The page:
DNA Testing: Hype, Hope, or Harm?

August 21, 2018

Life science technology is evolving at a breathtaking speed, faster than the rules that govern the knowledge we’re amassing. And that makes people nervous.  

Who has my data? How could this be used against me? And, where exactly is my DNA?

The answers are as confusing as the science. That’s because DNA analysis is a huge field of research that is generating an enormous number of applications. And promises. One imagines not only getting tested for diseases, but also for sleep patterns, best places to vacation, and couples’ compatibility.

Naturally, the big question is, “Does a DNA test really protect my privacy?”

The answers are as individual as the players in the industry. And even as the types of tests they perform.

So, let’s break it down.

Genetic profiling is the process of determining the DNA sequence of an individual. It may reveal ethnicity, appearance, the likelihood of developing certain diseases, and even distant familial relations.  The more detailed genetic profiling processes are based on DNA sequencing and are referred to as “Whole Genome Sequencing,” “Next Generation Sequencing,” and “Exome Sequencing.”

As commercialized genetics labs rush the field to find the next reason to test for genetic sequences, DNA privacy is called into question. The handling of DNA samples and the results of genetic analyses vary from company to company. Suffice to say that genetic profiling produces an enormous amount of genetic information about the individuals they test.

In stark contrast, on the other end of the DNA testing spectrum is DNA ID generation. A DNA ID analysis generates no medical, ethnic, or appearance data - - therefore, there is no such data to disclose or leak or mishandle.  Aside from identification, the process is blind to any information about the person being tested.

DNA ID’s sole purpose is to identify a person by matching patterns in the non-medical DNA, the so-called “junk” DNA of his or her chromosomes.  

DNA IDs are the gold standard for forensic identification and have been for 20 years. The reason is that DNA IDs are much more accurate than conventional fingerprinting.

DNA IDs are, in many ways, simplistic. But the precision of DNA ID results is astounding: the chance that a random person shares your DNA ID is less than one in a trillion trillion.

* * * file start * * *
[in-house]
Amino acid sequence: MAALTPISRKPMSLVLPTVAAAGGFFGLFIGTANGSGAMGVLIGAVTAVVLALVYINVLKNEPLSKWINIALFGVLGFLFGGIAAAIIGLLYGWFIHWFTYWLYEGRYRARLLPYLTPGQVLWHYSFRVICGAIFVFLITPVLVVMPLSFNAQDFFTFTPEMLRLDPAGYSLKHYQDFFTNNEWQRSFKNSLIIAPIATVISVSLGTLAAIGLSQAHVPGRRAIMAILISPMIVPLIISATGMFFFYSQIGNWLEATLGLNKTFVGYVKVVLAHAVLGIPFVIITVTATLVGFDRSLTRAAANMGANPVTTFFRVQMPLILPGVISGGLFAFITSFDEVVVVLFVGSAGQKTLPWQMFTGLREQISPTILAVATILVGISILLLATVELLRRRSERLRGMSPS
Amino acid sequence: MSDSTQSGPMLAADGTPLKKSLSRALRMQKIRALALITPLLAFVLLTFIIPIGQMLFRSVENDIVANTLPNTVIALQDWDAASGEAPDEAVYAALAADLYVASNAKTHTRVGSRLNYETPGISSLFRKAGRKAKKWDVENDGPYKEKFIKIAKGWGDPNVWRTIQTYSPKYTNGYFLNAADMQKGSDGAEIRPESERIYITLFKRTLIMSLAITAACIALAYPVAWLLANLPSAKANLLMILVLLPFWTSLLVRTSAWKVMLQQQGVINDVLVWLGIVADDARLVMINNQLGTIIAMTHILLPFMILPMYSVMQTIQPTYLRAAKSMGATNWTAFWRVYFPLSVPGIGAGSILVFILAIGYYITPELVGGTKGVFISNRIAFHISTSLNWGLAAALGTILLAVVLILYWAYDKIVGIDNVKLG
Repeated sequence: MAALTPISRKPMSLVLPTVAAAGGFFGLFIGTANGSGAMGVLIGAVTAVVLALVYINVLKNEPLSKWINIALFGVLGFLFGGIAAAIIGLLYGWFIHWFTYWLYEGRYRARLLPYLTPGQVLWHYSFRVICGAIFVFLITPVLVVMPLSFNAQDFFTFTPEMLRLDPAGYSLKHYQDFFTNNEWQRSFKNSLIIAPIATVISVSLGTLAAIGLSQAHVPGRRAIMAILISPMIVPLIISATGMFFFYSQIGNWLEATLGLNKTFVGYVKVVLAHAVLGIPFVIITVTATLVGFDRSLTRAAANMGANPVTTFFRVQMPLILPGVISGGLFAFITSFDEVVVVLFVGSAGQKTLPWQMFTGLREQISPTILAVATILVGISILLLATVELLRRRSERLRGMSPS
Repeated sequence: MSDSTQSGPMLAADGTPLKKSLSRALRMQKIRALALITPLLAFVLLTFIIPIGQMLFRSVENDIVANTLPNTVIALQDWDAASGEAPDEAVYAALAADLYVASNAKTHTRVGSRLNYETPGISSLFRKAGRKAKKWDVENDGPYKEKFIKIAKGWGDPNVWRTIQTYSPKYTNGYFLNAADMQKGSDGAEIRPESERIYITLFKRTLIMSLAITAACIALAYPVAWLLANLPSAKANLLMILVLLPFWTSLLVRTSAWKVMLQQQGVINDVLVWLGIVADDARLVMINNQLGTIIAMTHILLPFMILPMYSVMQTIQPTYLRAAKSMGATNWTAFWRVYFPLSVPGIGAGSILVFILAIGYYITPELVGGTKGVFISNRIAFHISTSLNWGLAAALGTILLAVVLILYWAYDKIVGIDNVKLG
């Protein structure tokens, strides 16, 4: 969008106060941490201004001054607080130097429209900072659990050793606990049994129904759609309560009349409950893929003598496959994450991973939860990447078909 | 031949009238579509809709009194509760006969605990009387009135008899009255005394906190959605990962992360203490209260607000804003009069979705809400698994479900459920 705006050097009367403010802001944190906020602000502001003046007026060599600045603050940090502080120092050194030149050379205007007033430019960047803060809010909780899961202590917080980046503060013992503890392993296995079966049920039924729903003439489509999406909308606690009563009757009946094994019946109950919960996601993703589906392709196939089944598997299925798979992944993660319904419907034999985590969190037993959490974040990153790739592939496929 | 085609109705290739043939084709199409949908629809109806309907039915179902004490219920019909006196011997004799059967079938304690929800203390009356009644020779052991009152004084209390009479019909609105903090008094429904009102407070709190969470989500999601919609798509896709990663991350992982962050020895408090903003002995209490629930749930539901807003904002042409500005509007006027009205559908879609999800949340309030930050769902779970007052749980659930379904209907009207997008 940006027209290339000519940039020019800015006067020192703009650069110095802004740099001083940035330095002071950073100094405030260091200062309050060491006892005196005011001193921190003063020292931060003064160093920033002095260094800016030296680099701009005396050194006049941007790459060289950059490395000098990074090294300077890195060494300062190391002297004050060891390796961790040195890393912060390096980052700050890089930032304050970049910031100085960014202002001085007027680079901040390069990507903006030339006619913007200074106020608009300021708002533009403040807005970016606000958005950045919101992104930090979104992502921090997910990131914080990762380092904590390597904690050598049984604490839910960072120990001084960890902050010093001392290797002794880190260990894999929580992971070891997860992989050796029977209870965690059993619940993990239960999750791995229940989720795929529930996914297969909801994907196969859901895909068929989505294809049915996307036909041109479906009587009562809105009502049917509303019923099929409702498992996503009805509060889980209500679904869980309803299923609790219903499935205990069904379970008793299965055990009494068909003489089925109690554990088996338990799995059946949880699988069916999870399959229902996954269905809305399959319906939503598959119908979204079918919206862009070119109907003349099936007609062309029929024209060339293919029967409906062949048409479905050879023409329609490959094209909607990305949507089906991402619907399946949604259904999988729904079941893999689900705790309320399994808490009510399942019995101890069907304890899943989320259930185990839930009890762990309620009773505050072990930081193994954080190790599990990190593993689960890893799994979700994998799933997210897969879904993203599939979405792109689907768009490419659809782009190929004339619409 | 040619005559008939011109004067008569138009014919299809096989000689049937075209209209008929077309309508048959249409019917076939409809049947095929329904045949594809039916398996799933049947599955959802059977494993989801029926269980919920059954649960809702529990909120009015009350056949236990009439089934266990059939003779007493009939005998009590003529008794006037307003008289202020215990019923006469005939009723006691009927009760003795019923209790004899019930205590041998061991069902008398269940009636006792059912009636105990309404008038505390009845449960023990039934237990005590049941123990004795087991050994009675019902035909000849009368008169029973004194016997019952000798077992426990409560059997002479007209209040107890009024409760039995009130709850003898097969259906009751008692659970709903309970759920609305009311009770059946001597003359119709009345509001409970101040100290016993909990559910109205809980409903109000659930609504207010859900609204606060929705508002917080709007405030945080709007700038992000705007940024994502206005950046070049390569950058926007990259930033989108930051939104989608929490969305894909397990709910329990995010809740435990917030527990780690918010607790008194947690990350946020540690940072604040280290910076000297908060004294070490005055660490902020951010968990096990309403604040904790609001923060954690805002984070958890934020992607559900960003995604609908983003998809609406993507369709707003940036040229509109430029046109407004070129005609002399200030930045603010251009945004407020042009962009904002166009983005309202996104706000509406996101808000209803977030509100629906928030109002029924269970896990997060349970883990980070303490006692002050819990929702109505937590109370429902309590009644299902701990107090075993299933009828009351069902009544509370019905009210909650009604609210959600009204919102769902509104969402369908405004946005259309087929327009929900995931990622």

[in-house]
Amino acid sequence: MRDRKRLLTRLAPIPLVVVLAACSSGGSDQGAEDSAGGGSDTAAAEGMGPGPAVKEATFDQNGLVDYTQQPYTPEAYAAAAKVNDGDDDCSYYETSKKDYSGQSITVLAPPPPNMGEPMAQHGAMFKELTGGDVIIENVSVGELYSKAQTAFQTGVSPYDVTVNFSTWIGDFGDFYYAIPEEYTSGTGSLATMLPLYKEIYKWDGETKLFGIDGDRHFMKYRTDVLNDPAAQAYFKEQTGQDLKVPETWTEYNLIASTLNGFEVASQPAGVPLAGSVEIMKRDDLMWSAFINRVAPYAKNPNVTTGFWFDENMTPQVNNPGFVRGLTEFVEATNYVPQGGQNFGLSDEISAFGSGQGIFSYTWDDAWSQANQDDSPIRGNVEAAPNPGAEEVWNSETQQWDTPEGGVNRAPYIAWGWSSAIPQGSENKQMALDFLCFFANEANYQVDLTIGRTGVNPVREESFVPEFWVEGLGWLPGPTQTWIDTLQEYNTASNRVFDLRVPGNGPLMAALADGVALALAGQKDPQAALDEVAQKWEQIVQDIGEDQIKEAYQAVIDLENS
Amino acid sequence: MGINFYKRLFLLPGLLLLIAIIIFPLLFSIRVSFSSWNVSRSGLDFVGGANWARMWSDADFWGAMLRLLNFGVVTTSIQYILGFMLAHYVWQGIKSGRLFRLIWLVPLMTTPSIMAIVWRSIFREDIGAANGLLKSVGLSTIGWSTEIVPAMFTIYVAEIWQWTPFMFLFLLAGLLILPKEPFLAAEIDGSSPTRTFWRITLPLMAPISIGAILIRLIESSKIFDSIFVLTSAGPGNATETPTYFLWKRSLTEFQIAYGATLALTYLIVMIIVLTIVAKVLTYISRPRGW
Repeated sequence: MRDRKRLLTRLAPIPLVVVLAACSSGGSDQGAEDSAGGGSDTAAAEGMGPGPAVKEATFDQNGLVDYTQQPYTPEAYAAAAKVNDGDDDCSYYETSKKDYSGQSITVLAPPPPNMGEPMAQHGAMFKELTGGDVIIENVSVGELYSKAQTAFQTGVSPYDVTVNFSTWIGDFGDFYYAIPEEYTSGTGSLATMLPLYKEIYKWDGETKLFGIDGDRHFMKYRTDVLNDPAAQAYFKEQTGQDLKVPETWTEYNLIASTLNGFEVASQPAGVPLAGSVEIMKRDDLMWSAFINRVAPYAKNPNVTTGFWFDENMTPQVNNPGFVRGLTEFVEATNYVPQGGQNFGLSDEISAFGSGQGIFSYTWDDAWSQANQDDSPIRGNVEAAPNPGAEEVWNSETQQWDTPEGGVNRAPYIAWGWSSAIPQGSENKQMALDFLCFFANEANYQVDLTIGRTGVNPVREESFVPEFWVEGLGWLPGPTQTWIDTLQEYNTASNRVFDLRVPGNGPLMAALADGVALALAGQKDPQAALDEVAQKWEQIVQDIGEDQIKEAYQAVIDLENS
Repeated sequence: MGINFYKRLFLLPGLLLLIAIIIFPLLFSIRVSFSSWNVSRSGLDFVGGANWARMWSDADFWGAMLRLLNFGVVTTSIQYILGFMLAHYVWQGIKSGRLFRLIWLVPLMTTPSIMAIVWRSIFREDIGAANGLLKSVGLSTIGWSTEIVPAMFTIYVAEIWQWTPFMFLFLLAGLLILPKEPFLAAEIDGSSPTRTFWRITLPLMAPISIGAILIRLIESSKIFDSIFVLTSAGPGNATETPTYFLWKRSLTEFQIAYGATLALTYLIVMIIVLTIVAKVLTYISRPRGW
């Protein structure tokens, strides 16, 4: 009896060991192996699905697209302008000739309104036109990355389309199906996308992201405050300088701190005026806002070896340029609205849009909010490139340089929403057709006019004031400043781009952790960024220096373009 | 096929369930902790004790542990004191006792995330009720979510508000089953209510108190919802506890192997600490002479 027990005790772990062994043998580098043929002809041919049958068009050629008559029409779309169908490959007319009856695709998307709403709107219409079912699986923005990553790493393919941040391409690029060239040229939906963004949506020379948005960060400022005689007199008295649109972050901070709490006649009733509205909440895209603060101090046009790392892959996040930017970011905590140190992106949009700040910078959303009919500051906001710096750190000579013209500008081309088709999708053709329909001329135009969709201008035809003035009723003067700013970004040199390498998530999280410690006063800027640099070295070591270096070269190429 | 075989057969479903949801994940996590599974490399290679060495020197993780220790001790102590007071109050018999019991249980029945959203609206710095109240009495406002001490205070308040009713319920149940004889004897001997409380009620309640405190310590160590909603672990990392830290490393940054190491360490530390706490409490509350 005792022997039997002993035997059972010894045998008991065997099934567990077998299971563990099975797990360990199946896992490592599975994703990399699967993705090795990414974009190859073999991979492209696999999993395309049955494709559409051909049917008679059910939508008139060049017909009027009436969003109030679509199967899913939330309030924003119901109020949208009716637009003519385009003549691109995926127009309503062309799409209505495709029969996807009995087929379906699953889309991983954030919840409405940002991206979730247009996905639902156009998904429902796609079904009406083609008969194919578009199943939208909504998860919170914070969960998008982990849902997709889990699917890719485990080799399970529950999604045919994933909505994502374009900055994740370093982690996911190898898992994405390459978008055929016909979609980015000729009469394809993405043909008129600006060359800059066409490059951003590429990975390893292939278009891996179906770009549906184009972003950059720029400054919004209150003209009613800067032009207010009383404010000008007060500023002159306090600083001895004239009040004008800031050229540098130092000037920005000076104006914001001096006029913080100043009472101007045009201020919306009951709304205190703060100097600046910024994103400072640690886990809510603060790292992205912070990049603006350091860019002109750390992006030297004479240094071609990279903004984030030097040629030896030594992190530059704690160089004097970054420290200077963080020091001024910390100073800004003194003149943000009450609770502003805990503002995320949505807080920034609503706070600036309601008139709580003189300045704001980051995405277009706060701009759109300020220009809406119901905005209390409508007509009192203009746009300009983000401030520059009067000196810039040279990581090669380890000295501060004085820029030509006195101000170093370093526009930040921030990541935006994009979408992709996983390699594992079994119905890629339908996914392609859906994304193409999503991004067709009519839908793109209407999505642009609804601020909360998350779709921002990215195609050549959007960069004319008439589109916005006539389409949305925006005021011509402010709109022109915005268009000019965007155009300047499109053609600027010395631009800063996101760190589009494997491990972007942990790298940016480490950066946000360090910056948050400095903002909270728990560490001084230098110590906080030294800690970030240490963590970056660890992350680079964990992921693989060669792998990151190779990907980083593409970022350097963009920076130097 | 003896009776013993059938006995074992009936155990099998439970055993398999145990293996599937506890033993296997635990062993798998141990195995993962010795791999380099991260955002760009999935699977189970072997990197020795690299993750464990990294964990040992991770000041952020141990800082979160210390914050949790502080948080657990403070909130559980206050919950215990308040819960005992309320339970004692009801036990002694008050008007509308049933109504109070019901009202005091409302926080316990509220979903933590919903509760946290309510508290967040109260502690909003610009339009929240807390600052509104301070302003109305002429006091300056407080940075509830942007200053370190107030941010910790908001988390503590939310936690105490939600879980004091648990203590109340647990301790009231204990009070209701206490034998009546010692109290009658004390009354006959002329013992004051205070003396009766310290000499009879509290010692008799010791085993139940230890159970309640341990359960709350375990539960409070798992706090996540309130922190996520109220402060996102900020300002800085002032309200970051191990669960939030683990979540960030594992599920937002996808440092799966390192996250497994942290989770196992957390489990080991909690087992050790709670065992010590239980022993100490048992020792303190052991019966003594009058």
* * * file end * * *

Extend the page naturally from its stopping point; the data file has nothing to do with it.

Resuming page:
DNA IDs obtain the minimal quantity of information required for accurate identification. No other information about the person is tested.

DNA IDs do not contain personal health, appearance, or ethnic background information.

A DNA ID testing is non-invasive, based on briefly rubbing the cheek with a cotton-tipped swab.

As more and more states begin generating the DNA IDs of suspects at the time of arrest, law enforcement will be increasingly more effective at matching crimes to suspects. And, just as importantly, it will also enable exoneration of the innocent quickly and accurately.  

Before concluding that a DNA ID allows your genetic data to be used against you, keep in mind that if you have not committed a rape, murder, kidnapping or other crime, there is no reason to be concerned. And, there’s a great deal of good in using this kind of science in our quest for a safer world.

DNA IDs can help identify a suspect within a couple of hours of testing, even while the suspect is still in the interview room.

DNA IDs can help identify victims of mass disasters, who may otherwise be unidentifiable. This avoids years of forensic lab analysis and can allow for earlier closure for loved-ones.

DNA IDs can stop human trafficking if a smuggler claims a child is their daughter or son, because DNA IDs are the most accurate way to determine parent-child relationships.  

DNA IDs can identify immediately, the perpetrator in a rape case.

DNA IDs can make our communities safer, can help victims get justice, and can stop repeat offenders before they commit more crimes.  

And it can provide these enormous societal benefits without violating your privacy.

For more information about DNA IDs and the ANDE RapidDNA systems, contact us at

The ANDE Rapid DNA instrument
The ANDE Rapid DNA instrument